Illinois biotech firm Horizon Pharma has called off its $1 billion hostile takeover of Depomed, a California pharmaceutical company, after a court ruled Depomed’s use of a poison pill defense was legal.
Judge Peter Kirwan of the Superior Court of California for the County of Santa Clara on Thursday rejected Horizon’s motion for injunctive relief, saying Depomed’s plan to automatically issue more shares to current investors in the event of a hostile bid was not improper. Such a takeover defense, known as a poison pill, can sharply drive up the cost of an acquisition.
The judge also ruled that Horizon misused confidential information in its takeover attempt.
As a result, Horizon ended its six-month attempt to acquire Depomed and its portfolio of medicines that includes migraine drug Cambia, painkiller Nucynta ER and nasal spray pain medicine Lazanda. Horizon’s decision comes just two months after it announced it would seek a special shareholder meeting to replace Depomed’s directors.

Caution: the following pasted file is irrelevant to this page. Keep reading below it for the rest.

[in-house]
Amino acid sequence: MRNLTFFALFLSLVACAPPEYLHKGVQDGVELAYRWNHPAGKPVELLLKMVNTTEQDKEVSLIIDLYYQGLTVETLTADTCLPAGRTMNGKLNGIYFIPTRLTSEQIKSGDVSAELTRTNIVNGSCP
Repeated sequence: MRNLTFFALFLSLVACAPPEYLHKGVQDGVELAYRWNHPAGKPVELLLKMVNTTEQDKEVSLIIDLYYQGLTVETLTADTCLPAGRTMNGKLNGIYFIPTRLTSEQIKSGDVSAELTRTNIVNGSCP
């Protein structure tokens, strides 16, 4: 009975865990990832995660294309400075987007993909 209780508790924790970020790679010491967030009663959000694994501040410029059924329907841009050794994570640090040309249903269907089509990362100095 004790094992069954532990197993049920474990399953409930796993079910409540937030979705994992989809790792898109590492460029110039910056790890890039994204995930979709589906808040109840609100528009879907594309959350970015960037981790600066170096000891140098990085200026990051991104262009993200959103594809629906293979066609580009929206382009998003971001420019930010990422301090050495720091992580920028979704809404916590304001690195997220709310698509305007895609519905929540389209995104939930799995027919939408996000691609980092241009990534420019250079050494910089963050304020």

“While we strongly disagree with the court’s ruling, we are withdrawing our offer to acquire Depomed,” Horizon CEO Timothy Walbert said in a statement.
In May, Horizon offered to buy Depomed for $29.25 a share. A month later, it raised the price to $33 a share. But the California company’s board spurned the offers, saying it wanted to remain independent.
Horizon said the ruling would not affect its 2016 financial guidance or long-range plans. Last month, Horizon said it would move its U.S. headquarters from one Chicago suburb to another and triple its workforce to about 600 people in about four years.
In trading Friday, shares of Horizon climbed $1.46, or 7.8 percent, to $20.28.